helmetedhornbill

90Joined Jun 2022

Comments
21

A lot of this posts reads as an intro to HLI, what they do, why wellbeing matters. And this is important and I also agree, neglected. 

At the same time, you write that this post is about why HLI should receive a grant for a specific proposal of theirs: https://docs.google.com/document/d/1zANITg1HuKAn5uEe7nzepTZXxyMDy44vowsdVcMFiHo/edit

And it seems to me you do not really address the value or specifics of this proposal? Your post reads to me more as 'we should fund HLI's research' but the proposal asks for funding for a grants specialist and seed money.  And it's strange to me that you mostly recommend funding them based on prior work (which again, I also see as work of quality and importance) rather than also evaluating the  proposal at hand.

For instance, HLI are requesting $100,000 as a seed fund to e.g. 'make some early-stage grants'. This would effectively be a regrant of a regrant. People in the comments have expressed skepticism of this (e.g. Nuño's comment: "FTX which chooses regrantors which give money to Clearthinking which gives money to HLI which gives money to their projects. It's possible I'm adding or forgetting a level, but it seems like too many levels of recursion, regardless of whether the grant is good or bad.") There's a lot of dilution and I wonder what you think of this?

Other people on Manifold (John and Rina) have pointed out how non-specific this proposal is, how lacking of a plan it appears in the current way it's written, that there might be harm risks that aren't considered at all. I understand there might have been word limits but other proposals are much more concrete.

It would be great if Clearer Thinking publish more information on how they evaluated all of these final proposals.

Would you be able to say a little more about why part of your criteria seems to be degree of probability shift ("We will award larger prizes for larger changes to these probabilities, as follows..."). It seems to me that you might get a case where you could get analyses that offer larger changes but are less robust than some analyses that suggest smaller changes. I didn't understand how much of your formal evaluation will look at plausibility, argumentation, soundness?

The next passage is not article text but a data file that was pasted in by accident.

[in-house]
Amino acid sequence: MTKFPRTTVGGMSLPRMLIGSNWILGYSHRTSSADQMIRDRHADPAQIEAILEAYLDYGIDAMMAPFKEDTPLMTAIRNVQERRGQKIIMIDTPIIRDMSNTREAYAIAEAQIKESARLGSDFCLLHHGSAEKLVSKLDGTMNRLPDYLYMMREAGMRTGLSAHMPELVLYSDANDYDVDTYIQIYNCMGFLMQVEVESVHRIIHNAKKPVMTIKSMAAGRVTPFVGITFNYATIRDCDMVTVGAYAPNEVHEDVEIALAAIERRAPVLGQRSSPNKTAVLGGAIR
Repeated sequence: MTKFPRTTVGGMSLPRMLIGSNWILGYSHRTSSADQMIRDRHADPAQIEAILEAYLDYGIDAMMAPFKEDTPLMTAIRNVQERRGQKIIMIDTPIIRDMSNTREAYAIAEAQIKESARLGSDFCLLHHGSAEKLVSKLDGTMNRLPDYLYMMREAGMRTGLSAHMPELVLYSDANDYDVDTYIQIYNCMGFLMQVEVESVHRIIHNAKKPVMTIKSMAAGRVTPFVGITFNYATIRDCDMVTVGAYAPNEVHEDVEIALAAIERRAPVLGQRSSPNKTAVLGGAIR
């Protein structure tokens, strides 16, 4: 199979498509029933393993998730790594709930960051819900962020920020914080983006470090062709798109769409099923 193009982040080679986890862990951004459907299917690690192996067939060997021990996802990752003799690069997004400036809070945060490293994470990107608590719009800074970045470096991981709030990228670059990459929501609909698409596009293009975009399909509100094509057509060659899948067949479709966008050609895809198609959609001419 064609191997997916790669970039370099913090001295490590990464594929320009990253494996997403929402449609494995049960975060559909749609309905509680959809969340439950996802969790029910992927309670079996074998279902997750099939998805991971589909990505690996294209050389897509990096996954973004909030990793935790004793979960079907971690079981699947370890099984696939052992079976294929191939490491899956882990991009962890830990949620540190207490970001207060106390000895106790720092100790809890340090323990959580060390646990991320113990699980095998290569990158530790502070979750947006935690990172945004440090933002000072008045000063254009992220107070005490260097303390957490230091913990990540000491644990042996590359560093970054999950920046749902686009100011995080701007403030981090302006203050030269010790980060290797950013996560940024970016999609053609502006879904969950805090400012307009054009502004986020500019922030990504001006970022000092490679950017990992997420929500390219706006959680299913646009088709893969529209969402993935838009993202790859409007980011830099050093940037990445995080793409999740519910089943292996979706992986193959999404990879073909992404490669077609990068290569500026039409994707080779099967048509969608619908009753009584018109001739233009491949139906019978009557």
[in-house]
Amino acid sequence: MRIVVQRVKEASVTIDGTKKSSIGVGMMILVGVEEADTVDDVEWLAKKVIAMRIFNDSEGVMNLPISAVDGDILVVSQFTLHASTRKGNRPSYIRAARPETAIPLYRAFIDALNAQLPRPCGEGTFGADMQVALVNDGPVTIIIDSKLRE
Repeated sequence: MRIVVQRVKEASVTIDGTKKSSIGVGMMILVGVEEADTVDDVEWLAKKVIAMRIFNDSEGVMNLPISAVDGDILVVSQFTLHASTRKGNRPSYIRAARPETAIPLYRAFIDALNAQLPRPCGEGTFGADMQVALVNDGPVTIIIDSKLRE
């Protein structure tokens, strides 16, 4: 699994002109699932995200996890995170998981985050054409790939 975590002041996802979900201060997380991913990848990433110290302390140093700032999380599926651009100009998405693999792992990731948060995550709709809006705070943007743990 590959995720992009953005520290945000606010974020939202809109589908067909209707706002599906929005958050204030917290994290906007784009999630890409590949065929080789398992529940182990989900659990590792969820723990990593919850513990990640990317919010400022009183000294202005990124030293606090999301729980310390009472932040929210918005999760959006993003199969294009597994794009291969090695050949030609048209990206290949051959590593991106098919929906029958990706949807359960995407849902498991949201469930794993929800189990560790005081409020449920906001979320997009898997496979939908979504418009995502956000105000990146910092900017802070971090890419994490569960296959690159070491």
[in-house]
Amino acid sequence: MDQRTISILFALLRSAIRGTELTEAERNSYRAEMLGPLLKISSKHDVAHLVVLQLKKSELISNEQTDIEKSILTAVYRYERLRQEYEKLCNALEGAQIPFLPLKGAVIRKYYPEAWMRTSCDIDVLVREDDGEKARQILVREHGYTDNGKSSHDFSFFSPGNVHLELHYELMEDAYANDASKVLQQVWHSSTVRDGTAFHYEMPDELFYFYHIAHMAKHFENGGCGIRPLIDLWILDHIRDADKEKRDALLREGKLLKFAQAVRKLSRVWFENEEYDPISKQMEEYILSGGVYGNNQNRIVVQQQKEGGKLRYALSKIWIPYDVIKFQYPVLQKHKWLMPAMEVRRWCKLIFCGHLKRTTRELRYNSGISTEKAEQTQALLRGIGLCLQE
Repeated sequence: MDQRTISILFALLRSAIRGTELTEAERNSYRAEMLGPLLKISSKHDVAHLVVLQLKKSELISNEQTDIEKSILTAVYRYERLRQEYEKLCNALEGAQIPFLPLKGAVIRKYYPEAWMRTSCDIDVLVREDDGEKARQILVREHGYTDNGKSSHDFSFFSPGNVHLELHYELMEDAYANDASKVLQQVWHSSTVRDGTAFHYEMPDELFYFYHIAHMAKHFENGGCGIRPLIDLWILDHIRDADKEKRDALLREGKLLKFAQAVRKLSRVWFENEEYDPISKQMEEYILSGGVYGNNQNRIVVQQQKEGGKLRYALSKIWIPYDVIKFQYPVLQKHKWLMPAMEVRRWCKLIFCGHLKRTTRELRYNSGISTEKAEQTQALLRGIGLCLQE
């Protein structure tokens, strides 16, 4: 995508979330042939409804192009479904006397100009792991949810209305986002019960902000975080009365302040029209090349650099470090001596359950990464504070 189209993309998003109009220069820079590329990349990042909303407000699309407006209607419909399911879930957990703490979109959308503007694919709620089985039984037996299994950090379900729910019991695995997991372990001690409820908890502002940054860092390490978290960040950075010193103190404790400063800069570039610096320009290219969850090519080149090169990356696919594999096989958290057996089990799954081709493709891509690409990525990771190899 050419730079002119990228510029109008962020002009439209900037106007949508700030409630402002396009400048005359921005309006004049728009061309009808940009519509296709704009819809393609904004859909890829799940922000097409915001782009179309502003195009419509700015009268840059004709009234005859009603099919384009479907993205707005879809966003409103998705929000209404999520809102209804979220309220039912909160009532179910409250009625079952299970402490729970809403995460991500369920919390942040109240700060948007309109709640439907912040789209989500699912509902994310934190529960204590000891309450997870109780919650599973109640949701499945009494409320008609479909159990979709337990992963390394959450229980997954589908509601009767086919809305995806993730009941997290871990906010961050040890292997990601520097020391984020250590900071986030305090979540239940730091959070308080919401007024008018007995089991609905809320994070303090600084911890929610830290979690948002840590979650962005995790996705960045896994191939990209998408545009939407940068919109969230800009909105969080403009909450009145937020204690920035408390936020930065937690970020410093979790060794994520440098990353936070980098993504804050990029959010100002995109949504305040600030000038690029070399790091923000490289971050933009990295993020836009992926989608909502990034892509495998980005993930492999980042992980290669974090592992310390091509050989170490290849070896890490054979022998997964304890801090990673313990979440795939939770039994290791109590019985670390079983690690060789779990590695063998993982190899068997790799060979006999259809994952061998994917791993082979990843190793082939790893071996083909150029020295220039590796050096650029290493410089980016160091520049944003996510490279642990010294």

(asking as a curiosity not as a critique)

Really awesome to see this.

Could I ask whether the deadline is Sept 28? Sorry if I've missed it.

This paper came out today and may be relevant as well, The neural bases for timing of durations at https://www.nature.com/articles/s41583-022-00623-3

Seems that sorting by top posts somewhat tracks with the highest % forecasted (right now the top 3 top posts are the highest %).

My first thought was also David Eagleman (How to Slow Down Time) but really most of his lectures and ted/google talks are fascinating, even those outside time perception.

Other than the first Guardian article you reference, I would also recommend this piece and the book it is about: https://www.theguardian.com/books/2022/may/01/chums-how-a-tiny-caste-of-oxford-tories-took-over-the-uk-by-simon-kuper-review

It made the potential political impact of the Oxford Union much more salient and clearer to me. Talks about a range of things like the history of the Union, political connections, debating styles, the inception of Brexit.

Maybe it should also be mentioned both Student Unions are also likely high impact opportunities.

https://en.wikipedia.org/wiki/Oxford_University_Student_Union#List_of_Presidents_and_Executive_Members

 

https://en.wikipedia.org/wiki/Cambridge_Students%27_Union#Former_Officers 

Thanks, that's a helpful clarification. Upvoted. 

Why not make ordinary attendees pay a little extra, and subsidize even more travel reimbursements?

I think more tweaking might be needed in terms of reimbursements. I'm based in an area that has a large EA student hub. Most EAs are very connected and most of the people I interact with go to each single EAxWherever and apply for reimbursements. They've told me it's not that hard to get money for expenses based on the prestige of the university and the fact that they're students. It seems a partial motivation is also travel and time off. It sounds to me that people who don't live near such hubs and are less connected to other people and resources will benefit more. 
 

Load More